Law Commission bats for comprehesive law on passive euthanasia

Law Commission bats for comprehesive law on passive euthanasia

Batting for a comprehensive law on passive euthanasia, the Law Commission has come out in support of a Supreme Court judgement allowing withdrawal of life-support measures of a dying patient with certain safeguards, saying it is 'not objectionable' from legal and constitutional angles.

In its report on "passive euthanasia", the panel has recommended that government evolve a comprehensive law in this regard.

It said a "competent" adult patient who can take an informed decision, has the right to insist that there should be no invasive medical treatment by way of artificial life sustaining measures.

The report, presented to the government in August 2012, was tabled in Parliament today.

The panel, which advises government on complex legal issues, said such a decision is binding on doctors or hospital attending to such patient provided that the doctor is satisfied that the patient has taken an "informed decision based on free exercise of his or her will."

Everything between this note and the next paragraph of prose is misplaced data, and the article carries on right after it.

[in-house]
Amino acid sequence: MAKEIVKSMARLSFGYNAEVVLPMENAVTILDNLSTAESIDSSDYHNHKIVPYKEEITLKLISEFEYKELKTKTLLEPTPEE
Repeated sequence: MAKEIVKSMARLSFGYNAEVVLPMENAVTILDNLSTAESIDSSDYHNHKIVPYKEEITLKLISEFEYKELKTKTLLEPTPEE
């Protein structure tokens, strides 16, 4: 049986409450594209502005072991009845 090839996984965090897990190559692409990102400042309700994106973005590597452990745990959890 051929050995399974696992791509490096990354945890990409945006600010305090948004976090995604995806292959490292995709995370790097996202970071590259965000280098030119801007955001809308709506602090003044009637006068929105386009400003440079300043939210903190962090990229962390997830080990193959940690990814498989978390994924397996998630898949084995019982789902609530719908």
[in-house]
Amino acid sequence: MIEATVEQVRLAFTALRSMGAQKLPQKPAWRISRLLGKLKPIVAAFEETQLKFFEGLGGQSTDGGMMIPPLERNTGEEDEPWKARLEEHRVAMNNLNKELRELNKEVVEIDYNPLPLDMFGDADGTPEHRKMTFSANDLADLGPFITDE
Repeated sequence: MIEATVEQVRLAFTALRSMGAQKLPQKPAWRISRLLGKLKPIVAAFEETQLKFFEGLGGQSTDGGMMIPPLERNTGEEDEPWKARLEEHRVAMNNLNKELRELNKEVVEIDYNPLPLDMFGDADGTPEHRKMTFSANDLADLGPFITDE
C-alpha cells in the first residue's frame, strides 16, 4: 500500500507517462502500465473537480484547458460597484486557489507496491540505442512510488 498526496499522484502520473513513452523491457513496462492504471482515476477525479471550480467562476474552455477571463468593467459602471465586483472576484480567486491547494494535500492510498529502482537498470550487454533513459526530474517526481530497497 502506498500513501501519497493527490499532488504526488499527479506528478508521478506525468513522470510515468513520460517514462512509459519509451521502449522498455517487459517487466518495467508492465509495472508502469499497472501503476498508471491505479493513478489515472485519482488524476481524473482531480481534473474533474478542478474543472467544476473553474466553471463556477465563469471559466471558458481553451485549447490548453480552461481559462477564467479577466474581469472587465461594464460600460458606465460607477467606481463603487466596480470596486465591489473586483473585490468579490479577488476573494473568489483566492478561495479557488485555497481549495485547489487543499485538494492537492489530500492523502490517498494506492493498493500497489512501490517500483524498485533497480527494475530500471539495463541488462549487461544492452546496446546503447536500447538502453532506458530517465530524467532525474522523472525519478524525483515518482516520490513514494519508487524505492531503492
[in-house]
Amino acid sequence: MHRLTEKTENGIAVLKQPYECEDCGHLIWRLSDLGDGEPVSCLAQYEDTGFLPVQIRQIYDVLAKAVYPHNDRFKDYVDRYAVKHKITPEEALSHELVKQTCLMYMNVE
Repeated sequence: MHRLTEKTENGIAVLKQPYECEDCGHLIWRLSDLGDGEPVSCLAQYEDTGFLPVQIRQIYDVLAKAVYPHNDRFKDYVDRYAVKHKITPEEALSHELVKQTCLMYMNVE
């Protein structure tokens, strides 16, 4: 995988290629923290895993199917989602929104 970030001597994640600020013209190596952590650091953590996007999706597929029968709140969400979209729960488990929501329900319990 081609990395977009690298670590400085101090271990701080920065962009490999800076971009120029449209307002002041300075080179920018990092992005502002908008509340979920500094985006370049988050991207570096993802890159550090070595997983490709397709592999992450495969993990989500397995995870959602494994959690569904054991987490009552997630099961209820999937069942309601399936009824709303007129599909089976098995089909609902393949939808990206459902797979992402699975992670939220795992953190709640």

The Commission said the same rule will apply to a minor above 16 years of age who has expressed his or her wish not to have such treatment provided the consent has been given by one of the parents of such patient.

The panel said if patients cannot take a decision on their own, then the decision of the doctors or relatives to withhold or withdraw the medical treatment will not be final.
"The relatives, next friend, or the doctors concerned or hospital management shall get the clearance from the High Court for withdrawing or withholding the life sustaining treatment," it recommended.

It suggested provisions for protection of medical practitioners and others who act according to the wishes of the competent patient or the order of the High Court from criminal or civil action.